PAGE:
Sandy Litchfield positions herself as a latter-day cubist in her show “What Blooms in the Rubble,” at Carroll and Sons. Deploying paint, collage, and digital manipulation of imagery, she shifts perspectives in her works. Space flattens, fractures, and telescopes. The world appears to shatter. Yet amid all that chaos there’s a peculiar elasticity of form. Even color and light seem stretchable.
This artist’s technique is formidable. She manipulates layers upon layers of imagery and mediums, both virtual and tangible; a splash of color might be paint, or a digital image of paint, or something completely fabricated on the computer.
But her workaday subject matter is often too obvious: crumbling homes, piles of debris, demolition sites. One wonders if she lit on these not because they’re visually arresting, but because they signify her theme. “Poppies” grabbed me, but it was the drooping orange blooms — torn paper on the surface, images in the digital print — not the central jumbled trash heap that caught my eye.
Litchfield is at her best when her disorder is open-ended. Her cityscape, “Forestrocity,” swells and ripples. She tears and cuts along the edges to make it look in places like an unfinished jigsaw puzzle. Imagery on both sides puts us in a bleached-out forest, but the middle captures the energy of a vast city at night. Skyscrapers have a bauble glow. Everything blurs; forms shudder, as if all that’s solid is giving way to smears of lemon-lime light.
Flying black grids shrink and expand across the surface, an afterimage of the city lights. The multidimensional web, as illusory as the fuzzy illumination, reaches naturally into the woodsy edges, integrating the natural with the manmade. The implosion in works such as these is less literal than in her other pieces, and more wide-open — the maw of possibility.
Exploring the land
Over the years, the printmaker Yizhak Elyashiv has gone from diagrammatic abstraction based on chance — he’d toss a handful of rice, say, onto his printing plate and chart the grains — to a deep consideration of landscape. It’s not that far a leap. In his show at Gallery NAGA, he still applies discrete gestures and algorithms to his work, all as a means of exploring the land.
“Untitled (#4),” for instance, conveys rolling hills in swarms of small, smudgy engraved marks. Elyashiv writes in his artist’s statement about working in Ireland, and studying the history of the potato famine. “Sulfuric fields,” he writes, were said to stink with the scent of rotting spuds.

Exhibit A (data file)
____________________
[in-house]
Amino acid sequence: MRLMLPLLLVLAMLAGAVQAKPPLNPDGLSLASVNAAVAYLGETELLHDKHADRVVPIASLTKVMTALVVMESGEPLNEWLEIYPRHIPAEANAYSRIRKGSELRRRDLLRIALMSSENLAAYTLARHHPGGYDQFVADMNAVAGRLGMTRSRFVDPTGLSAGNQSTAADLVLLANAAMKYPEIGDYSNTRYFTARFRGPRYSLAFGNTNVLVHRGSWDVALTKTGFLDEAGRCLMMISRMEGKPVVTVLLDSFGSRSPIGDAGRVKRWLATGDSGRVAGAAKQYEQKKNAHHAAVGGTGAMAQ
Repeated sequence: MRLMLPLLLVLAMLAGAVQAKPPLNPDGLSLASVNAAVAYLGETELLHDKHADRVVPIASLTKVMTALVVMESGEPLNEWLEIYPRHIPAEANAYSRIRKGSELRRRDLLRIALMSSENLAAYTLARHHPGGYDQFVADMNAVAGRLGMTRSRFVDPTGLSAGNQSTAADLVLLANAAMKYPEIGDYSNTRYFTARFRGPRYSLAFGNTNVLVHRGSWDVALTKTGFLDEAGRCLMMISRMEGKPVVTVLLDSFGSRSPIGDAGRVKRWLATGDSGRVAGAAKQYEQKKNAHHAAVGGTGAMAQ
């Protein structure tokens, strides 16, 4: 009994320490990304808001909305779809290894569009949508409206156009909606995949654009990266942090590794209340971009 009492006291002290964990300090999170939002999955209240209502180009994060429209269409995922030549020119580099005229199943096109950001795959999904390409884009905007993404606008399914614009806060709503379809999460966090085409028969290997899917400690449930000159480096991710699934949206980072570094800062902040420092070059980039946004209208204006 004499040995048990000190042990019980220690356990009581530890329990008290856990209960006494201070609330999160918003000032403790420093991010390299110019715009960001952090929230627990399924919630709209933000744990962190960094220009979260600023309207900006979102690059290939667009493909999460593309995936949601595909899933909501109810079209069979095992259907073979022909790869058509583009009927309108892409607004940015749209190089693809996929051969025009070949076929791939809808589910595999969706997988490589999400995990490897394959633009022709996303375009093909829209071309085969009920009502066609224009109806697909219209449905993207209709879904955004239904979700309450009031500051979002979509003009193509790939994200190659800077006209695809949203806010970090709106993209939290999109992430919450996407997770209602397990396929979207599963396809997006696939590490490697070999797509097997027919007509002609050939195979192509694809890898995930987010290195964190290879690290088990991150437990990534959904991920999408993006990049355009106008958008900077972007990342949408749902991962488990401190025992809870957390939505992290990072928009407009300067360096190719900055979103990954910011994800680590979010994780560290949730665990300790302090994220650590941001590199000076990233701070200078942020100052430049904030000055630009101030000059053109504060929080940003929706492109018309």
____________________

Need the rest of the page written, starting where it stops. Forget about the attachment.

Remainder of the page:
It’s hard not to see those spent potatoes in these sooty marks. Then, some rise from the landscape into the air, like ocean spray over a wave. The artist draws fine lines networking the smudges, and writes numbers, counting from zero to nine again and again throughout the print in pink watercolor. The numbers and lines come across as the artist’s attempt to apprehend the land, and all the history and sorrow that it holds.
Also at Gallery NAGA, Louis Risoli’s dense, smart, joyful paintings include five big triangular canvases bubbling with pattern and demented hues, and one grid of smaller rectangular paintings filling a wall. “Edie,” a triangular piece well over 5 feet tall, sports intersecting circles. Risoli fills the overlaps with swipes of lime green and peachy cream. The parts that don’t overlap are white, but they blush like schoolgirls.
“Let X=X,” the grid of paintings, is full of delights. On one checkerboard of deep pink squares, the surface crimps and rumples, and in places rises as if there are jar lids embedded beneath. Another shows yellow diamonds on a red-gingham type background; the diamond in the middle looks like thick frosted glass, with shadows and streaks beneath it.
These painterly, off-kilter works and their juicy patterns suggest textiles, and microbial cross sections you might see through a microscope. Patterns are everywhere; we’re in them, and tied to each other by them. Risoli’s work celebrates that.
Rows of ephemera
With their luxuriant tones, Nancy Natale’s mixed-media encaustic works at Arden Gallery have something in common with Risoli’s paintings, although they’re more contemplative and less exuberantly freaky.
Natale nails onto a panel long rows of ephemera — book spines, snippets of musical notation, handwritten notes, shreds of album covers — along with slats of copper, rubber, and more. They jitter over the surface along a given theme — “Symphonie Fantastique,” for instance, celebrates Henry Mancini’s theme to the “Pink Panther” movies — and she selectively coats them in pigmented wax. Pink, in this case.
The Pink Panther piece is light and fun, but Natale goes deeper in larger works, such as the ruby-toned “This American Time,” one of the rare pieces here that features vertical as well as horizontal slats. The verticals give the piece a syncopated rhythm. The result is nearly musical.
The content includes red-mottled strips of handwriting, white slots with black decorative and gestural loops, and an ad declaring, “These men are building lifetime businesses!” There’s something ruminative about all these elements together. They may not seem connected, but they coalesce into something fervent, intimate, and hopeful.
Cate McQuaid can be reached at firstname.lastname@example.org.